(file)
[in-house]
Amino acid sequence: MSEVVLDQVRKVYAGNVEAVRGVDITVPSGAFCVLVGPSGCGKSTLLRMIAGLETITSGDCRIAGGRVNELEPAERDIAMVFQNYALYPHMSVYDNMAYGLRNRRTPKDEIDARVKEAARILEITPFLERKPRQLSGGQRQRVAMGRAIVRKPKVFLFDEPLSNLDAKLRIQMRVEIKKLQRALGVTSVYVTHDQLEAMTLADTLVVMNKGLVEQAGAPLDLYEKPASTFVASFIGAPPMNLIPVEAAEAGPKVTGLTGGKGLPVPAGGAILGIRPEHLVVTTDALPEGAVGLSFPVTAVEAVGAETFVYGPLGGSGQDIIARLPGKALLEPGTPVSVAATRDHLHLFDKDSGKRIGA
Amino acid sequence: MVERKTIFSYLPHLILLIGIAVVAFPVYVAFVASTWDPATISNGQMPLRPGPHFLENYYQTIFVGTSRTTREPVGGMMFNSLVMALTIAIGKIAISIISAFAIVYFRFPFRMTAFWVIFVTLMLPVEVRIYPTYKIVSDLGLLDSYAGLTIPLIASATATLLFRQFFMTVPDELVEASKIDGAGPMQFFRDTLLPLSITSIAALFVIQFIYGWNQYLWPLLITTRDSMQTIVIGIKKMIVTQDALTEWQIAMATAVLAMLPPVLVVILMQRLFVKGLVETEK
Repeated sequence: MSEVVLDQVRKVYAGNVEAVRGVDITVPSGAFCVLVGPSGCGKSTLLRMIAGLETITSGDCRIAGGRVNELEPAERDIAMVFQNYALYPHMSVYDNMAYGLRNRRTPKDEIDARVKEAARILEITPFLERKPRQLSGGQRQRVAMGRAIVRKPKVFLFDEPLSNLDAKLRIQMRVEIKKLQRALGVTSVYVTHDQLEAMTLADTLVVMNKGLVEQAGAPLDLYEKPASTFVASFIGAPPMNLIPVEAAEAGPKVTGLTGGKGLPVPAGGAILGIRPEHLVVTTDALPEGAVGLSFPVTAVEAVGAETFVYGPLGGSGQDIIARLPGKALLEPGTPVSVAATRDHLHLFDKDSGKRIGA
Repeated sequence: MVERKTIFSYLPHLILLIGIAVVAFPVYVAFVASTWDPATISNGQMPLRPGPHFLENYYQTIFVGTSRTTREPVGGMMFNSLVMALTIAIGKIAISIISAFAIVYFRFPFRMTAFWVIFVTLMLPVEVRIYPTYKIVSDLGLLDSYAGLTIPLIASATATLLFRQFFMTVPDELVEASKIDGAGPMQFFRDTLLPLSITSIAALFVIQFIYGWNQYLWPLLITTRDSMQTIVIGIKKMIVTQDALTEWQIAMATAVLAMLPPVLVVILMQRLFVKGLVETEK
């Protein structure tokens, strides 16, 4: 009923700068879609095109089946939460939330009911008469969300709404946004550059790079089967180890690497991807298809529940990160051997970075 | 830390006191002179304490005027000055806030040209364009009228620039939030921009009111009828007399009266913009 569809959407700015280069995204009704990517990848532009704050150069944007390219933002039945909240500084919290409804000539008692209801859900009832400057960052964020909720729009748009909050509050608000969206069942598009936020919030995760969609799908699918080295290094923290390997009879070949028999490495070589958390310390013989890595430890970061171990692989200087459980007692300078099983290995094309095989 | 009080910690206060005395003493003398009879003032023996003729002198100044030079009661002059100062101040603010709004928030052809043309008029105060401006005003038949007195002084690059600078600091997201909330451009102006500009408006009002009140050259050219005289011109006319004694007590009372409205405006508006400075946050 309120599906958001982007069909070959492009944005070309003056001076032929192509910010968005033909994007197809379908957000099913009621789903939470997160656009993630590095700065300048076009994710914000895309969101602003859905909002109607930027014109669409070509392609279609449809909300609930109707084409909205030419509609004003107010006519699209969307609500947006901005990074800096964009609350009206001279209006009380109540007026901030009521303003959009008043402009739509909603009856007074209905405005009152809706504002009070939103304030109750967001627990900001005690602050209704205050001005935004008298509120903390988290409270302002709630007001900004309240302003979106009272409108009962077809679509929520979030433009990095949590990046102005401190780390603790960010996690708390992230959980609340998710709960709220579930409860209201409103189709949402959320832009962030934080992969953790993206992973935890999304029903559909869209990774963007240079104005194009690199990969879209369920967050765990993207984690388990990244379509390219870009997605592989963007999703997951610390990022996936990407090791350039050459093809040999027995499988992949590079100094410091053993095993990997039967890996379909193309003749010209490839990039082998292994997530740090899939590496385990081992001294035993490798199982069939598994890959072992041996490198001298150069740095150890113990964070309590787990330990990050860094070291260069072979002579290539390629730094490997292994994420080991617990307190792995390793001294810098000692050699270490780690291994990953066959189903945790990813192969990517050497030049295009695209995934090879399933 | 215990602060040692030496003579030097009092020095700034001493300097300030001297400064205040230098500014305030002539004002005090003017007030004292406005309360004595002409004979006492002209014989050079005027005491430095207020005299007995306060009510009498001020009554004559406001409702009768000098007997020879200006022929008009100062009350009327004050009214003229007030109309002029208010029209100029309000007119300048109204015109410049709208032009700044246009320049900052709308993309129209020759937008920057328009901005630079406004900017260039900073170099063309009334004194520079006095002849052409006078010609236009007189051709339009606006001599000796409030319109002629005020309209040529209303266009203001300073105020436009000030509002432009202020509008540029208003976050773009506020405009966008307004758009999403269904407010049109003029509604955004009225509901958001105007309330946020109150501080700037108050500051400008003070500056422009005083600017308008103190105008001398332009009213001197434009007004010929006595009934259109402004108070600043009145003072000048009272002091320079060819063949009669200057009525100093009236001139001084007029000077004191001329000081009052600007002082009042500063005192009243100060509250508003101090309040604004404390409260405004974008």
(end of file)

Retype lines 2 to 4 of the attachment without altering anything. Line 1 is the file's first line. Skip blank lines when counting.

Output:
Amino acid sequence: MSEVVLDQVRKVYAGNVEAVRGVDITVPSGAFCVLVGPSGCGKSTLLRMIAGLETITSGDCRIAGGRVNELEPAERDIAMVFQNYALYPHMSVYDNMAYGLRNRRTPKDEIDARVKEAARILEITPFLERKPRQLSGGQRQRVAMGRAIVRKPKVFLFDEPLSNLDAKLRIQMRVEIKKLQRALGVTSVYVTHDQLEAMTLADTLVVMNKGLVEQAGAPLDLYEKPASTFVASFIGAPPMNLIPVEAAEAGPKVTGLTGGKGLPVPAGGAILGIRPEHLVVTTDALPEGAVGLSFPVTAVEAVGAETFVYGPLGGSGQDIIARLPGKALLEPGTPVSVAATRDHLHLFDKDSGKRIGA
Amino acid sequence: MVERKTIFSYLPHLILLIGIAVVAFPVYVAFVASTWDPATISNGQMPLRPGPHFLENYYQTIFVGTSRTTREPVGGMMFNSLVMALTIAIGKIAISIISAFAIVYFRFPFRMTAFWVIFVTLMLPVEVRIYPTYKIVSDLGLLDSYAGLTIPLIASATATLLFRQFFMTVPDELVEASKIDGAGPMQFFRDTLLPLSITSIAALFVIQFIYGWNQYLWPLLITTRDSMQTIVIGIKKMIVTQDALTEWQIAMATAVLAMLPPVLVVILMQRLFVKGLVETEK
Repeated sequence: MSEVVLDQVRKVYAGNVEAVRGVDITVPSGAFCVLVGPSGCGKSTLLRMIAGLETITSGDCRIAGGRVNELEPAERDIAMVFQNYALYPHMSVYDNMAYGLRNRRTPKDEIDARVKEAARILEITPFLERKPRQLSGGQRQRVAMGRAIVRKPKVFLFDEPLSNLDAKLRIQMRVEIKKLQRALGVTSVYVTHDQLEAMTLADTLVVMNKGLVEQAGAPLDLYEKPASTFVASFIGAPPMNLIPVEAAEAGPKVTGLTGGKGLPVPAGGAILGIRPEHLVVTTDALPEGAVGLSFPVTAVEAVGAETFVYGPLGGSGQDIIARLPGKALLEPGTPVSVAATRDHLHLFDKDSGKRIGA